Linking globalism and difference, as well as perceiving space and cultures in terms of their diachronic and synchronic values, often involves a conflict between the two shores of the Mediterranean, a sea that for millennia has been considered a bridge or a frontier depending on the circumstances and relations between the neighbouring peoples. Mediterranean societies have historically maintained highly intense contacts, which have given way to notable and reciprocal influences while diverse identities have emerged within these similarities that have caused major struggles and disagreements.
Art and writing give us representations that are recreated in contradictory visions that, depending on the moment, can proclaim, as in a Greek tragedy, that “beauty is nothing but the beginning of terror.” This sentence by the German poet Rainer Maria Rilke, is evoked, within the aesthetics of tragedy, in the exhibition “Between Myth and Fright. The Mediterranean as Conflict”, curated by José Miguel G. Cortés, director of the Instituto Valenciano de Arte Moderno (IVAM).This exhibition features works by outstanding visual artists from the late 19th century to the early 21st century and seeks to convey personal perceptions of the different eras while offering highly contrasted representations and sensitivities about the Mare nostrum.
The exhibition was complemented with a seminar organised by the IEMed entitled “The Mediterranean as Conflict”, held in Valencia on 11 June 2016. The papers were written by experts in different disciplines and address key aspects such as the construction, both in the past and present, of some of the myths and realities. This written material makes up the dossier of this issue of Quaderns de la Mediterrània.
Following the structure of the seminar, the papers are grouped into three approaches: “Myth as Creator of Stereotypes”, “The Sea as Border and Drama” and “The Mediterranean: A Mix of Cultures”. The illustrations that accompany the texts largely correspond to the works, with the aim of giving the reader an idea of the IVAM exhibition.
The different perceptions of the Mediterranean expressed in this issue help us to better understand the facets and multiple faces of this highly complex sea, conveyor of civilisations throughout history. In all of them we can see the construction and transmission of a sometimes shared imaginary, which has always been revealing, as José Miguel G. Cortés, Maria-Àngels Roque and José Enrique Ruiz-Domènec explain. Cortés presents the rationale of the exhibition, while the other two authors explore in depth the myths that construct the stereotypes in our culture: Roque in relation to the patriarchy as a model of Greek civilisation, where the representations of aberrant women are typical of cultures to be destroyed; while Ruiz-Domènec presents the forging of romantic myths. The pleasant myths of the Mediterranean area were fed, throughout the 19th century, by the travels of traders, artists, intellectuals and wealthy elites in search of the “lost paradise”. In the romantic era the stereotype emerged of the oriental as picturesque and exotic, the source of artistic inspiration, which was the start of the popularisation of tourism.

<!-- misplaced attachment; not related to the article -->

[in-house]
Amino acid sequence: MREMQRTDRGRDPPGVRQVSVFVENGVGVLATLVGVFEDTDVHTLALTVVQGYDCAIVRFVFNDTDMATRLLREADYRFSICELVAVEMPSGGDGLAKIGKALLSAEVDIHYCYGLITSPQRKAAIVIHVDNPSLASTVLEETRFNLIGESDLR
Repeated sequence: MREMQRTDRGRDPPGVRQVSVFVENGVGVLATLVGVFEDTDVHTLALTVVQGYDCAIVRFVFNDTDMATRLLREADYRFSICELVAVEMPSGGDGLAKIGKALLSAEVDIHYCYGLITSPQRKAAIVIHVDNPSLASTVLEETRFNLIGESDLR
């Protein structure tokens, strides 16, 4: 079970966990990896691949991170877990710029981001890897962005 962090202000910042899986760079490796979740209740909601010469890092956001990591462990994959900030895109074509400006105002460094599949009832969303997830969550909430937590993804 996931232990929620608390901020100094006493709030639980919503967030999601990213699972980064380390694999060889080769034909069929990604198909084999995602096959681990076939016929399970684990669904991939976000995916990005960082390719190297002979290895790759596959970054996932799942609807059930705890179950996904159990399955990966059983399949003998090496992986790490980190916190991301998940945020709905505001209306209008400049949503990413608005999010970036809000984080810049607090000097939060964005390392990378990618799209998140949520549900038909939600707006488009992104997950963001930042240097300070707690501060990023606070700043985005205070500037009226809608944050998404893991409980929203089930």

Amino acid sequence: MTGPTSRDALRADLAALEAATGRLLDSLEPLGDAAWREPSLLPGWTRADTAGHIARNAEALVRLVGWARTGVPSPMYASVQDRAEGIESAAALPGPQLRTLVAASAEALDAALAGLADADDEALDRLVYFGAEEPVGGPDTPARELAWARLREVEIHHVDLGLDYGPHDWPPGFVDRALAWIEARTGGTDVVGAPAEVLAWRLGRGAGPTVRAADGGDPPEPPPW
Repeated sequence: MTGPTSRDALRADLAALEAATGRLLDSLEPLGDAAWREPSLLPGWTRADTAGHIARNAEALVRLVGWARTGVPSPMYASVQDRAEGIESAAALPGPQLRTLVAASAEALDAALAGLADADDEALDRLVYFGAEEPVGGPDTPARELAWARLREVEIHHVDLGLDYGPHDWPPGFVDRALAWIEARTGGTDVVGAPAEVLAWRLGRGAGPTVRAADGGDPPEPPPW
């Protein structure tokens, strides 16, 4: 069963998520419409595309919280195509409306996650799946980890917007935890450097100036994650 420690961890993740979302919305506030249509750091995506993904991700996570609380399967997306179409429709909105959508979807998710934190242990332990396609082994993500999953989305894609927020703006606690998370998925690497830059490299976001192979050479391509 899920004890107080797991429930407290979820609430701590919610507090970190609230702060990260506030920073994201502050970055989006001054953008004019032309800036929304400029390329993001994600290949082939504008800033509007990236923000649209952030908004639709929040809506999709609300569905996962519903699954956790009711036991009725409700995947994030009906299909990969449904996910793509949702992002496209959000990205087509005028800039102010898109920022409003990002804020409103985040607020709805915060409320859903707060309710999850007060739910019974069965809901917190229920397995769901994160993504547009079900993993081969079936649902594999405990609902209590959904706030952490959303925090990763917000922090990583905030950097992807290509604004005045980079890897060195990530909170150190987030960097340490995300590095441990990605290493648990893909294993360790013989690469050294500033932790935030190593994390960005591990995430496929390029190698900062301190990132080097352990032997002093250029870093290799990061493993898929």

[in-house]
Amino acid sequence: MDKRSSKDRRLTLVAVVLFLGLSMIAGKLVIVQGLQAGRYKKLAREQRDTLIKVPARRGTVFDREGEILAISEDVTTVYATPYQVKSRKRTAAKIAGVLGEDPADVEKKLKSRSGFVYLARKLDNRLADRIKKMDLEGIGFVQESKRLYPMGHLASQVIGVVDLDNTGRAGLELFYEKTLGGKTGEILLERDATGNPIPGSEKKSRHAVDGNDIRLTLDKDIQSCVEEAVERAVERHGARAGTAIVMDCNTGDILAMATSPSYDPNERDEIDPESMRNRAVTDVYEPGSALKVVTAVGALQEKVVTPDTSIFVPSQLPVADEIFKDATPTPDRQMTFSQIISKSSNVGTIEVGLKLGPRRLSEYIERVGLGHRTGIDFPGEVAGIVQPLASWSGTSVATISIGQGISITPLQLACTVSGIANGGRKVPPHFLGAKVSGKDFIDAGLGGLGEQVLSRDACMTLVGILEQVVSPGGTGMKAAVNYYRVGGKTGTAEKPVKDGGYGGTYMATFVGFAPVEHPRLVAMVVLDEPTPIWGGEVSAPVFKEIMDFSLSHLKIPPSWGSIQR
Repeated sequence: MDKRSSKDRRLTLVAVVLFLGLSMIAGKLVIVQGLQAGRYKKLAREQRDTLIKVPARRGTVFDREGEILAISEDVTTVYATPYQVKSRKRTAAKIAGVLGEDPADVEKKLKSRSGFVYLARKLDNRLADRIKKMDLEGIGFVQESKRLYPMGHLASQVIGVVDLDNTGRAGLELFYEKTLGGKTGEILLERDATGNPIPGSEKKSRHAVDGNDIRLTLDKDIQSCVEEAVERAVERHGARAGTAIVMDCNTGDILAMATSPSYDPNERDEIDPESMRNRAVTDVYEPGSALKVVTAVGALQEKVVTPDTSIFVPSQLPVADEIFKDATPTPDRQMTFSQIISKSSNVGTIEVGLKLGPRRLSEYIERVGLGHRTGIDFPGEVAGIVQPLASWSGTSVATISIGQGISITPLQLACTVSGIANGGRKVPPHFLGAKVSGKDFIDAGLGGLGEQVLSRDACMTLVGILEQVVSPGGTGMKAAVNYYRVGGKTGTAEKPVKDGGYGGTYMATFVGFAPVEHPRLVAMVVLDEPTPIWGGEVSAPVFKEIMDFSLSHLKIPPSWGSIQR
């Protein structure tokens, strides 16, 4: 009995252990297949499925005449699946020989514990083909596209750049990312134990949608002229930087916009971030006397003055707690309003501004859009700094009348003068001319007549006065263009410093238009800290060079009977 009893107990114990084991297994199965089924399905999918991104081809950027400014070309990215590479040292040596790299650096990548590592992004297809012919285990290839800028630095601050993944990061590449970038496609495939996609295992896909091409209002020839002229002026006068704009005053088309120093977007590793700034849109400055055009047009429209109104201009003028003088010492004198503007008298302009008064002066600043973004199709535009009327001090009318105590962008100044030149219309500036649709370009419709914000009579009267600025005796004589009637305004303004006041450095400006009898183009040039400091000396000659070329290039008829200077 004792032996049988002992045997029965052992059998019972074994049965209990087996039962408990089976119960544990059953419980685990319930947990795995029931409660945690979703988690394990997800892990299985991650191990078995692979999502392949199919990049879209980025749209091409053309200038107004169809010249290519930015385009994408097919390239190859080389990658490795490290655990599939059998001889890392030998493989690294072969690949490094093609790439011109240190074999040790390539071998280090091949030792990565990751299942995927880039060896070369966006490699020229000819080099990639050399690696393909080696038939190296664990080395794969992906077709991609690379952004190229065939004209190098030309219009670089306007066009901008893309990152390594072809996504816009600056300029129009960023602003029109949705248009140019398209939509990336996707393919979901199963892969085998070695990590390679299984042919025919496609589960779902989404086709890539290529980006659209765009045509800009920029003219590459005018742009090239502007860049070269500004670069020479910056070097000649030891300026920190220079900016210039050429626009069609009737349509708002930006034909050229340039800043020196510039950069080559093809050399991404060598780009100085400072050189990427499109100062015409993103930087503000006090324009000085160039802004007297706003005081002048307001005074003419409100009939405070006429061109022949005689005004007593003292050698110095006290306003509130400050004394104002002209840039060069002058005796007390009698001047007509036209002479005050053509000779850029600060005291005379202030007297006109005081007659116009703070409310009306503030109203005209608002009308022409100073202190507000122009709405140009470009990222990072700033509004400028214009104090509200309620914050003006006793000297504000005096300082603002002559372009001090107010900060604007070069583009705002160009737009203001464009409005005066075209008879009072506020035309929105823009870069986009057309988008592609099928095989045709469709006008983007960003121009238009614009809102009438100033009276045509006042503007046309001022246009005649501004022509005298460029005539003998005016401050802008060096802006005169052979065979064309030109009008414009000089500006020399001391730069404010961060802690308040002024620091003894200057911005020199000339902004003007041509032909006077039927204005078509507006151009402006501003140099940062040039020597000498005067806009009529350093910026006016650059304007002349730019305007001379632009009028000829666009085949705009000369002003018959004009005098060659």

The recent history of the Mediterranean again shows an extremely complicated relationship, as the sea has become a major frontier for thousands of immigrants from the south fleeing their countries in search of a better life and encounter death, hostility and rejection from the north. European migration policies, as Javier de Lucas and Najat El Hachmi argue in their respective articles, turn their back on those immigrants and impede the building of dignified societies. In the north the siren songs of populisms, spurred on by the crisis, hinder the necessary revision of current policies in order to build fairer and more balanced societies among the actors of both Mediterranean shores. Also within the fright of drama, Lola Bañón begins her article with the question about whether one day the Mediterranean can be a political subject rather than the passive setting for external struggles. In response to this, after a well-argued analysis of the Salafist evolutions, she concludes that the future of Syria depends to some extent on the answer to this enigma. Thus, she insists that if the conflict becomes chronic due to the lack of a responsible exterior policy that understands the causes and deals with the humanitarian conflict of the refugees, it will not be possible to deactivate the spread of Jihadist ideas in the Mediterranean heart.
However, despite the storm clouds, the Mediterranean is still luminous. There are fragments of hope to achieve a future shared by both Mediterranean shores, so it is desirable to look back and understand that the interaction between cultures, not lacking in conflicts, often introduces a change of paradigm. Mixing has been a key element in both the material and spiritual enrichment and progress of the Mediterranean area. The third part of the dossier, “The Mediterranean: A Mix of Cultures”, elicits this inspiration through the articles by Jaime Vives-Ferrándiz, Najat El Hachmi and Isona Passola. The archaeologist, writer and filmmaker, respectively, argue for the need to nurture this mixing that began ten millennia ago and continues today, when artists and innovators create platforms and markets to unite the great potential that exists in the Mediterranean despite the difficulties, as also shown by the Lebanese filmmaker Dima Al Joundi and the designer Anna Calvera.
Bearing in mind the difficulties inherent in the economic crisis, the xenophobia and the lethal fundamentalism, today more than ever Quaderns de la Mediterrània supports diversity, dialogue in pursuit of understanding and peaceful coexistence as the only way of building dignified societies on both shores of the Mediterranean.